Upper membership levels attract higher pay

9th March 2011


Author

IEMA

Full IEMA members (MIEMA) typically earn about £10,000 a year more than their affiliate counterparts, while associate members (AIEMA) earn, on average, £12,000 a year more than graduate members.

These are the headline findings from our latest pay survey, which was carried out between 23 December 2010 and 12 January 2011.

It also found that environmental professionals with full membership can expect to earn, on average, more than £50,000 a year.

These results reveal that the median salary – the mid-point in the range of respondents’ salaries – of an employed environmental professional of any membership level is £35,200. This compares favourably with the median for all UK employees, which in December 2010 was £25,900.

Our data also reveal that the median salary for a full member is £90,000.

Member earnings

Mean Median
Graduate £23,088 £23,000
Affiliate £38,868 £34,000
Associate £38,914 £35,000
Full £50,399 £90,000
Fellow £92,138 £45,000

The top 10% earn at least £60,030. The figures not only indicate that the average earnings of environmental practitioners have remained strong in the face of the economic downturn, but that the professional recognition gained from IEMA membership and qualifications is reflected in salaries.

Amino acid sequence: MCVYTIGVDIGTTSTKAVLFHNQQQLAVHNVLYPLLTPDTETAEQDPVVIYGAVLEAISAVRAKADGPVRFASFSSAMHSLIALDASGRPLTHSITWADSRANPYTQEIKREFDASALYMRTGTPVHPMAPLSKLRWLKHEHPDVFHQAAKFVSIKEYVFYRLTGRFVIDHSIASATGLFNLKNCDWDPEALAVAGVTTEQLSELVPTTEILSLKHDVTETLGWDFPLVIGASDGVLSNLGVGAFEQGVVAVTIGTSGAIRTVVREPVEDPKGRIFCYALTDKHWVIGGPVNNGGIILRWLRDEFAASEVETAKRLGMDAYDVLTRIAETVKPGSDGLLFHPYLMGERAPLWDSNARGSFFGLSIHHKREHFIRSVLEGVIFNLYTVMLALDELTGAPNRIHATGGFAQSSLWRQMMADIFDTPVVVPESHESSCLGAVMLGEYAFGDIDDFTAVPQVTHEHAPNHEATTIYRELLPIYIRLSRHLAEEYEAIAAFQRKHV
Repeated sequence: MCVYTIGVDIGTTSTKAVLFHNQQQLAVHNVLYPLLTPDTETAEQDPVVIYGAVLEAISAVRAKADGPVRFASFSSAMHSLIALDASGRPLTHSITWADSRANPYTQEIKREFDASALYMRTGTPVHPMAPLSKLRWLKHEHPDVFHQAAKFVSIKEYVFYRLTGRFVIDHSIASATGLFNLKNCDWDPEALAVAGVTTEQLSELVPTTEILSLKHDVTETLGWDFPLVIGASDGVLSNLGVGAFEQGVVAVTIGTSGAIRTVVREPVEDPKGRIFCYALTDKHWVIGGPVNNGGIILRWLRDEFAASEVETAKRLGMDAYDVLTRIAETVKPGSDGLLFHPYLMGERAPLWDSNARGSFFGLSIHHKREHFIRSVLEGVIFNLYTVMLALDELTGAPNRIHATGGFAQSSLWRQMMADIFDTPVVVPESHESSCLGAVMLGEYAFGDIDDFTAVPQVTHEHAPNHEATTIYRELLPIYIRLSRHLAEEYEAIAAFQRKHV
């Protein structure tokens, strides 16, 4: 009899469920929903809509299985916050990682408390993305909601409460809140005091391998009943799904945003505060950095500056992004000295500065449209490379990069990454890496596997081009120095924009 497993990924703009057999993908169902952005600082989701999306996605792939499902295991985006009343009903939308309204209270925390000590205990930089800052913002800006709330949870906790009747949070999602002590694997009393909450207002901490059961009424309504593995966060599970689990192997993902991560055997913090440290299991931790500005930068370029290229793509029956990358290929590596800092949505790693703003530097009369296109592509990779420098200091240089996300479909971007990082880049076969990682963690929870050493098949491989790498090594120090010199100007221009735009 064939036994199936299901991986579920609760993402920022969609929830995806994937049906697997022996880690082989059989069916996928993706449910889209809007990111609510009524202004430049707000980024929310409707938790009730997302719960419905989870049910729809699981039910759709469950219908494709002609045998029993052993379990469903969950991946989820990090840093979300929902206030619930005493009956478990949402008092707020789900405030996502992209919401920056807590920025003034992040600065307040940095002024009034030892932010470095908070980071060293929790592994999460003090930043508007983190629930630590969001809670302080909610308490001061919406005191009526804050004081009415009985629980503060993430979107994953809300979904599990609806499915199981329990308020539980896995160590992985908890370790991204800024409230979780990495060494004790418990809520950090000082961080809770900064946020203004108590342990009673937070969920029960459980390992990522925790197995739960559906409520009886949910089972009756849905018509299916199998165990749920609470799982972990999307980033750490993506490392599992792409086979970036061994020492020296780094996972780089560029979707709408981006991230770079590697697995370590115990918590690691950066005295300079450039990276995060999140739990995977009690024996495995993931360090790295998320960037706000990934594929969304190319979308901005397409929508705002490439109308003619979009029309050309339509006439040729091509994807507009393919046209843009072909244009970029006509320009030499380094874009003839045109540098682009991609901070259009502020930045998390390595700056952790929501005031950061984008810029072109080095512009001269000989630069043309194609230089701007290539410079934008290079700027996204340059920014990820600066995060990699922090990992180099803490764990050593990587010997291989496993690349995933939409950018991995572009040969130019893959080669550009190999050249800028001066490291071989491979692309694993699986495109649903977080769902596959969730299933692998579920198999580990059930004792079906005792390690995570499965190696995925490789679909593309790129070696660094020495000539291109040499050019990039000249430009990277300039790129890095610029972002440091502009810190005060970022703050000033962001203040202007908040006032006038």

Professional development is central to the progression of your career as well as your earnings; perhaps these salaries have motivated you to upgrade your membership?

IEMA is about to conduct a round of full membership upgrades but the registration closing date is Monday 1 March.

Or, if you do not feel ready for full membership but are interested in achieving AIEMA there are two rounds of the Associate Open Book Assessment between now and the end of 2011, giving you the opportunity to climb the membership ladder, enhance your professional recognition and maybe even increase your earnings.

Further results and a full analysis of the IEMA practitioners survey 2011 will be published in a special supplement accompanying the March issue of the environmentalist.

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